Time for a semla..?
No, that’s not a question, that’s a command! At least if you’re Swedish. You see, today it is “Fettisdagen”, Fat Tuesday or Mardi Gras, and by tradition time to eat the sweet bun with the almond paste and whipped cream, the “semla”. The word itself refers to the fact that the bun is made of the “finest flour”, the Latin word “similia”. The delicacy is more known today as a “semla” than as a “fettisdagsbulle” (Fat Tuesday Bun) or “fastlagsbulle” (Lenten Bun), and there’s a commercial reason for that. By referring to it as “semla” the pastry shop owners could push the bun over a longer period of time. And today, to be sure, Swedes eat “semlor” not only on Fat Tuesday, although that is of course an excellent reason to go get one.

Bacteria haven
Swedes are being warned also to watch out when choosing a “semla”. The creamy buns will be offered at most places, on display in a corner in some room – and that’s not a good sign. “(“Semlor”) shouldn’t be on display, especially now that so many people are sick (due to the cold and flu season),” says Daniel Selin, department manager for food inspection at Stockholms Stad. “Dairy products should always be kept in the fridge. And whipped cream is a sensitive product that may carry bacteria and virus.” Selin encourages Swedes to choose a “semla” that has been refrigerated or one that has been protected under a glass counter.

ADVERTISEMENT
Volvo Overseas - the ultimate experience

Just one please!
More than a dollop of whipped cream, a bun chock-full of bad carbs and sweet almond paste… You can tell where this is going, right? If you’re not watchful, the “semla” will add some serious pounds to your frame. Researcher Göran Petersson at Chalmers University warns against overeating on “semlor”. “Healthwise it’s a catastrophe,” he says. “About as bad as ice cream, where fat is mixed with fast carbs. The ‘semla’ has it all. It is the most effective way for someone who wants to increase his or her weight.” Though fat is seen as good by many advocates of the LCHF (Low Carb High Fat) diet, Petersson says “semlan” makes the fat bad by combining it with sugar and bad carbs. “The consumption of fast carbs increases the blood sugar, which in turn gets the insulin production going, and insulin encapsulates the fat in such a way that we cannot burn it. So we add it instead,” he says. This is especially dangerous for those among us who are having a sweet tooth; it is difficult to resist all the “semlor” around this time of the year. For many, having just one is impossible (just think of King Adolf Fredrik who had 14 and passed away shortly afterwards) “I recommend people to eat just one ‘semla’ today,” says Petersson. “One ‘semla’ today and then no more for the rest of the year.”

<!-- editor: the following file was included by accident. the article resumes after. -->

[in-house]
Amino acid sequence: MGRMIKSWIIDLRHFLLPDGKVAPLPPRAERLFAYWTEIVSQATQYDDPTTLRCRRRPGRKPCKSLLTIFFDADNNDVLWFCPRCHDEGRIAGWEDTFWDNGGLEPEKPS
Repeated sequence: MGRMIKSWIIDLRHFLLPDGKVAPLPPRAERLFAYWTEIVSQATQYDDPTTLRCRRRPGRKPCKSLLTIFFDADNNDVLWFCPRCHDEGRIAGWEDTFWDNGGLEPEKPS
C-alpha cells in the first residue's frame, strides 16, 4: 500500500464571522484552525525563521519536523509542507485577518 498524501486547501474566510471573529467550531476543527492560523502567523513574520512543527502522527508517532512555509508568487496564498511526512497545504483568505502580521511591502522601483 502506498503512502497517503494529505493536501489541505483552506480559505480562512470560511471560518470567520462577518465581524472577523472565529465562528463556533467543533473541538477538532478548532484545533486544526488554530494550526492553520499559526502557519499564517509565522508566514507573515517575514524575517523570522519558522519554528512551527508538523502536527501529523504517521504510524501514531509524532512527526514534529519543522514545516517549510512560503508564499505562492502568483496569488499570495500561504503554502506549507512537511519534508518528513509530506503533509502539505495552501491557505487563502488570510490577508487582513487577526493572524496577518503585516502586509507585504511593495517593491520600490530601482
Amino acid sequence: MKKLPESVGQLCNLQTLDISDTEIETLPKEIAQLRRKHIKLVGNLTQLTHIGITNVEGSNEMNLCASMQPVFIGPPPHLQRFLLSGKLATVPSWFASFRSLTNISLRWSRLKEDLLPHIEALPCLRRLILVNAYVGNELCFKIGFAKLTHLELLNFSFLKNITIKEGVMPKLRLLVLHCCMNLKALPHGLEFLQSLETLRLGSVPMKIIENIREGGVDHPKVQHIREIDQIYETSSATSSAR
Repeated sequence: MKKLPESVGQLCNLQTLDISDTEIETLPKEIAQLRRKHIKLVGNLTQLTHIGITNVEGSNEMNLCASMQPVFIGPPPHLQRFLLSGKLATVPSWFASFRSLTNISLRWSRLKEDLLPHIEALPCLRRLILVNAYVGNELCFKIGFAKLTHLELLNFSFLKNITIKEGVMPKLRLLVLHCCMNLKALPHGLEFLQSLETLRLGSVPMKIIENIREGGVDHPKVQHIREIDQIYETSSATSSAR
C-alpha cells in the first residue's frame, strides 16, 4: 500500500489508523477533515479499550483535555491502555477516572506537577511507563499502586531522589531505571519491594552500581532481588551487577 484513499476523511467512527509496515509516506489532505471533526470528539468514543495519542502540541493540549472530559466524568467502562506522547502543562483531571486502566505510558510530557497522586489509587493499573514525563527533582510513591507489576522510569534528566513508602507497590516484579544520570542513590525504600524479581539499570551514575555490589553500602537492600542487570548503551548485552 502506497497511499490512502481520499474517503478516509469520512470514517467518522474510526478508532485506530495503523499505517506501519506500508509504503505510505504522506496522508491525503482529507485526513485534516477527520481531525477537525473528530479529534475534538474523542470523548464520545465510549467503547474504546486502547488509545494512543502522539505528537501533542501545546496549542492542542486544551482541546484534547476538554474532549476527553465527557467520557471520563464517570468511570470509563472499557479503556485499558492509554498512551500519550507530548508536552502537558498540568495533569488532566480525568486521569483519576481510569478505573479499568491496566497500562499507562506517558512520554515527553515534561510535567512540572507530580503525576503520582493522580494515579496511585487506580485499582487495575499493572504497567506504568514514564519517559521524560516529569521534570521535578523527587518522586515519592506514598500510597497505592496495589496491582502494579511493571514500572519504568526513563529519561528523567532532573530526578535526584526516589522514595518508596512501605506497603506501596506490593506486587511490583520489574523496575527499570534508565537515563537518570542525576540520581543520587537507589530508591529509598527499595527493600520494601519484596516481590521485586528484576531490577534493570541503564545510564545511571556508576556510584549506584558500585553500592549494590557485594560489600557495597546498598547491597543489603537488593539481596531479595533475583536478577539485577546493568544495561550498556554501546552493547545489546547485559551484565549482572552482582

For more on “semla” and a recipe see: http://www.nordstjernan.com/news/food/1055/ - Time for a Semla For inspiration, check our film from New York based FIKA, you'll find it under 'Video' here on the website, on vimeo at http://www.vimeo.com/37224509 or youtube at 'Semlan' at Nordstjernan onYoutube